Hero Material and I currently live in an apartment that’s at least 25 years old, drafty and small (less than 60 m² or 645 ft²). It was okay when it was just the two of us, but with The Boy, the place is just too cramped. The really nice thing about our apartment, however, is the location. Hero Material’s office is right across the street from our apartment, The Boy’s daycare is less than 2 minutes away by bike, and my physio is 2 minutes on foot. And we’re within 10-15 minutes on foot to the main train station, and 3-4 minutes from a major streetcar stop and a bus stop. (All this is very important since we don’t have a car here.)
But we just have to move. So we started looking in April. New condos near where we live were outrageously priced. Anything approaching 80 m² (861 ft²) cost ¥60,000,000 ($765.5K). And we didn’t want to pay that much for a smallish condo, especially given that the real estate in Japan does not appreciate. Homes depreciate like cars in this country. So it makes zero sense for us to drop over $750k on 861 ft² of space.
So we thought maybe we’d rent, except most are just as small as our current apartment, and some landlords were outright against renting to foreigners. (“Gaijin wa dame!”) So we considered building a home, but even that proved to be really expensive. During all this time, our realtor Mr. I’s been very patient, explaining our options, etc.
Finally we found a “used” condo that we like. It’s about 14 years old, about 870 ft² big (balcony extra), and in the most perfect location.
- Two major malls, grocery stores and gyms: 6 minutes by bike
- The Boy’s daycare: 8 minutes by bike
- Hero Material’s office: 10 minutes by bike
- A general clinic: 5-6 minutes by bike
- University research hospital and a major hospital full of specialists: 10-15 minutes by bike
- Night-time ER: 5 minutes by bike
- Pediatric ER: 13 minutes by taxi
- Parks — everywhere
- Riverside view: check
Mr. I agreed that the condo was excellent and reasonably priced, given what we’ve seen. (Some were outlandishly priced, and didn’t even have a working elevator!!!!)
So Hero Material and I were all happy and returned to Mr. I’s office to discuss the specifics of the transaction. And then it got really really weird because Mr. I said he couldn’t represent us in the deal!!!!!
He explained that though he’d like to continue to help us, he had to hand us off to Mr. S, who is another agent from another company because of some strange corporate situation with his firm and the other firm (representing the seller). We were, of course, flabbergasted and somewhat nervous. Flabbergasted because we really liked our agent and wanted him to get the commission since he did all the work of showing us various properties and explaining the real estate market situation and financing options. (In Japan, buyers pay their own agent out of pocket: 3% of the home price plus ¥60,000 ($765)). Somewhat nervous since it’s our first time buying in Japan, and things are different from America. We really wanted our own agent representing our interest.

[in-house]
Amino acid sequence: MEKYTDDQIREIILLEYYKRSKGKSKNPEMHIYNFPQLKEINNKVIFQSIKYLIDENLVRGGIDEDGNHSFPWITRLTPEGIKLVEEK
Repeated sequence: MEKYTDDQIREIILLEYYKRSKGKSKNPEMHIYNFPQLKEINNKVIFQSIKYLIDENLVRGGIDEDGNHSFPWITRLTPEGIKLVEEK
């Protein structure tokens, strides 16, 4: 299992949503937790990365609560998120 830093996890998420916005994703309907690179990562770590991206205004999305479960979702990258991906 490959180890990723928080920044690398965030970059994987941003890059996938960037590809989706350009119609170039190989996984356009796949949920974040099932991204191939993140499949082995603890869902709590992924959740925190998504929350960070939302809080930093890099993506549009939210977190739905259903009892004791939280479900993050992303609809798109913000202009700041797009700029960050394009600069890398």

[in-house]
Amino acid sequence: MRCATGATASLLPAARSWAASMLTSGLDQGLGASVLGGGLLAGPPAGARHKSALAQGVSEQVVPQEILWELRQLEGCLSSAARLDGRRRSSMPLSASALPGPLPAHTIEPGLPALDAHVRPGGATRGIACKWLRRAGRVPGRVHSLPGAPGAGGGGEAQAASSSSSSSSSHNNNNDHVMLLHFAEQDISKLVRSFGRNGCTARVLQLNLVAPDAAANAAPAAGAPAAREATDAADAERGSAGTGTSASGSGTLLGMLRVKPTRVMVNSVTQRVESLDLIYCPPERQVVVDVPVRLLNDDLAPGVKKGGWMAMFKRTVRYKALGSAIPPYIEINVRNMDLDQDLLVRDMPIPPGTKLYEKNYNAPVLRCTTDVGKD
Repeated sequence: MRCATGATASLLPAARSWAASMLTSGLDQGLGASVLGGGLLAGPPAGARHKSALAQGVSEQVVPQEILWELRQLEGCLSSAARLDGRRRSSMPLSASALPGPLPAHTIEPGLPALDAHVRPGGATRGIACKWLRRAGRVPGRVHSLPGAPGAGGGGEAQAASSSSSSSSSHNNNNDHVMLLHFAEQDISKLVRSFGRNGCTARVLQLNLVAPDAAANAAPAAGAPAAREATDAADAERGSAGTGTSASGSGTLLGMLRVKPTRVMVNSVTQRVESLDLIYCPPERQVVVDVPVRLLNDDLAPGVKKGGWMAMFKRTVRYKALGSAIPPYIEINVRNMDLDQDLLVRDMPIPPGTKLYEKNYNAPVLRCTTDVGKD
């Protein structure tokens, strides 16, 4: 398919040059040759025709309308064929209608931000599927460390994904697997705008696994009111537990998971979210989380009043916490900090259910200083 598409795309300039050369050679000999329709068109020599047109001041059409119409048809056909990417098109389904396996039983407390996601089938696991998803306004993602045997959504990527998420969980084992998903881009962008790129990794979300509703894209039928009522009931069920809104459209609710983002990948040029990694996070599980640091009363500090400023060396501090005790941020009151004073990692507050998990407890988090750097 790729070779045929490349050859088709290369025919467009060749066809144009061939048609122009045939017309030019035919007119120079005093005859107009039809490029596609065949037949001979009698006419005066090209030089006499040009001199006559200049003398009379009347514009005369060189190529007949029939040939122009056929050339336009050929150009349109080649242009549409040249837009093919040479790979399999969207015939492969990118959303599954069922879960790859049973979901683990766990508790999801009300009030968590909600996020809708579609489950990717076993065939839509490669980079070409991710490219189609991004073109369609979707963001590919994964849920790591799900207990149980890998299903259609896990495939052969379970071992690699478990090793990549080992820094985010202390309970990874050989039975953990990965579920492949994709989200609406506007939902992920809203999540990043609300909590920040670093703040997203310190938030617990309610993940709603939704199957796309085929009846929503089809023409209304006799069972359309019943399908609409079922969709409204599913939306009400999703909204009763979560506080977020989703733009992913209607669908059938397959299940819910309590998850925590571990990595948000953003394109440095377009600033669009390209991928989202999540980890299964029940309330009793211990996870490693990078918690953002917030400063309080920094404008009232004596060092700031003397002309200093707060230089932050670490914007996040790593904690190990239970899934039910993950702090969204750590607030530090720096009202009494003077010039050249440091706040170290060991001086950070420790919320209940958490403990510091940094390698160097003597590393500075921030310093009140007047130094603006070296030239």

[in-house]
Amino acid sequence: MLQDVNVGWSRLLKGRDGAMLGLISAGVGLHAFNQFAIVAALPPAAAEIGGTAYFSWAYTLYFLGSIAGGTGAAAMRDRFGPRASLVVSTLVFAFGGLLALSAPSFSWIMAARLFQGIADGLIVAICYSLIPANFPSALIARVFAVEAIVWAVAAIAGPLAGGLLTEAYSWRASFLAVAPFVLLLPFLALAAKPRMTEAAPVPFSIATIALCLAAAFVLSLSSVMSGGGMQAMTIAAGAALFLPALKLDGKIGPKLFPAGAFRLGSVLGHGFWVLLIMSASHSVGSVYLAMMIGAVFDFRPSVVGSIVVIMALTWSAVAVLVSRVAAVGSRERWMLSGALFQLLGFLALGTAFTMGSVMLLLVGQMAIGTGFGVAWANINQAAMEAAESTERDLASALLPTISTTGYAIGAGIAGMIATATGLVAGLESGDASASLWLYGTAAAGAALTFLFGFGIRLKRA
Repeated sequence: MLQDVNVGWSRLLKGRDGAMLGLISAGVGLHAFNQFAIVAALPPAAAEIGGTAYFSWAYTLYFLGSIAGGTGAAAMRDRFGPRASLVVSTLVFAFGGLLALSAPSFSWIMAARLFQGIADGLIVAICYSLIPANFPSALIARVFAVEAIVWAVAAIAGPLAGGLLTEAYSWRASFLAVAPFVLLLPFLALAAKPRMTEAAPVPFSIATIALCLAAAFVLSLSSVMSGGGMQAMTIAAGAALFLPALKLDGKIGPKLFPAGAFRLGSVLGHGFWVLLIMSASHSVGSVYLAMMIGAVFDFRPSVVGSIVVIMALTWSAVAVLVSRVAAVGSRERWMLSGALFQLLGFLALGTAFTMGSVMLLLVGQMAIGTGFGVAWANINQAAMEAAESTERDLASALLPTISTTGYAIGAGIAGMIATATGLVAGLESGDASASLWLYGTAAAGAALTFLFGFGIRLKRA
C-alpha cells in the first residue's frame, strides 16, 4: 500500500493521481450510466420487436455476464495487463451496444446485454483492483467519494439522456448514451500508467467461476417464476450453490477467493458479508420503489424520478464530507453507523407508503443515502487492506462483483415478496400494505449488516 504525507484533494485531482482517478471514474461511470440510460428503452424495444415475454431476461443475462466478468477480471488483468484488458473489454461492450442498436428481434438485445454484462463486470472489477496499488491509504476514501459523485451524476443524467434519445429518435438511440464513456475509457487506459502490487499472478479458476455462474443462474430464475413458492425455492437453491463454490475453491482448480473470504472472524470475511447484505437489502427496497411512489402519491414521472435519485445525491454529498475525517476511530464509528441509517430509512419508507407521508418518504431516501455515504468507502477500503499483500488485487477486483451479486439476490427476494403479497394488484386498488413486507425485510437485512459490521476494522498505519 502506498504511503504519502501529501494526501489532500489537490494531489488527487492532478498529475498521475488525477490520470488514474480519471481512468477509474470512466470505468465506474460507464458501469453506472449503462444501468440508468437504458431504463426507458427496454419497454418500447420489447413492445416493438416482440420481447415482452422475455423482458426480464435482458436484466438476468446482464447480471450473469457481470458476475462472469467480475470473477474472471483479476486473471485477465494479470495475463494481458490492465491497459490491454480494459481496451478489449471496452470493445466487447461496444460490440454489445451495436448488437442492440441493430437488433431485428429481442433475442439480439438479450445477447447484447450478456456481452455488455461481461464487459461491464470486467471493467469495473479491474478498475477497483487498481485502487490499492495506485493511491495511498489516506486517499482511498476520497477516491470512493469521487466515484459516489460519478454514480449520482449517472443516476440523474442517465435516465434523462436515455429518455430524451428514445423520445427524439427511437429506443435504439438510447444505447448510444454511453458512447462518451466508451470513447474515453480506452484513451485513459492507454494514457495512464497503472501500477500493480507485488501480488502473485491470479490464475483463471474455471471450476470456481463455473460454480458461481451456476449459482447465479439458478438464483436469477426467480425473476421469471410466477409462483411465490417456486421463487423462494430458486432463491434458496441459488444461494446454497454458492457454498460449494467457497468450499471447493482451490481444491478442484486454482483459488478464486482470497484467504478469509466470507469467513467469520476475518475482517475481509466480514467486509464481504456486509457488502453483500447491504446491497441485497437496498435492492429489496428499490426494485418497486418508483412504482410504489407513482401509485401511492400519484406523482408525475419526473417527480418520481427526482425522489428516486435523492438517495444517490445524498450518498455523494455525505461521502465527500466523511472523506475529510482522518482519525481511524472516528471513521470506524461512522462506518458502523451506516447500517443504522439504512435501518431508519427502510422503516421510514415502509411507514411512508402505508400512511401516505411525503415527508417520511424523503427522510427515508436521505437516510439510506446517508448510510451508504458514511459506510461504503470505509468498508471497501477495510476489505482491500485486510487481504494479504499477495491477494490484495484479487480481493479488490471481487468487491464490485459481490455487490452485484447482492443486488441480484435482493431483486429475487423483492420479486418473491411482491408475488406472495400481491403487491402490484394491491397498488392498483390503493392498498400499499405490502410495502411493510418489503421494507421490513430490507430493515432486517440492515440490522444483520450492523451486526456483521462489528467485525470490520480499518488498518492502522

Anyway, we met Mr. S, who is very nice and told us that he is actually our agent because the seller has this other agent who has no real experience (even though he’s licensed, and yes, this gets even more Byzantine). But the seller wants this 3rd agent with no practical experience to draft the contract, etc. and so this mysterious 3rd agent is someone we may never meet, but is involved in the transaction somehow. So anyway we are to pay Mr. S as he will act as our agent. Trust me, I was listening to his explanation of this entirely too bizarre arrangement with my mouth slightly open. (Of course, I do have a cold at the moment…) And I don’t think Mr. S was trying to blow smoke or anything as he works for a very large and well-established real estate firm with a good reputation (just like Mr. I, whose firm was just as big, well-established and reputable).
Mr. S and his assistant Mr. H gave us a few thoughts and opinions about our concerns and points of negotiation. He didn’t think anything we asked for was outrageous or unreasonable. And he explained our options in more detail since we’re about to plunk down a set amount of money for a very specific property.
Anyway, sometime later today or tomorrow, we’ll know for sure if we’ll be able to get the condo or not. The seller wants to show the place to one more prospective buyer before giving us his answer. Wish us luck!
P.S. I have to mention here how Mr. I and his professionalism and dedication to his clients touched me. He knew before we went to see the condo that he wouldn’t be able to get a commission should we decide to buy that one. He could’ve easily told us that the place was in a bad building or that the seller was a jerk and unwilling to sell to foreigners or any number of perfectly plausible excuses to avoid showing it to us.
Instead, he never tried to discourage us or point out why we should buy some other condo that would’ve gotten him his commission. He even said he thought the condo we were most interested in was the best one for us given our wish list. And as we were saying farewell after his bombshell explanation about not being able to represent us, he still came all the way out of his building to bow us off (the proper and official ninety-degree bow!) and wish us luck.
I can’t think of too many people in sales who would be willing to do the same. And trust me, when people want a referral for a realtor, he’s going to be the one Hero Material and I talk about. (And should we ever decide to sell the condo or rent it out or whatever, he’s going to be the first agent we talk to.)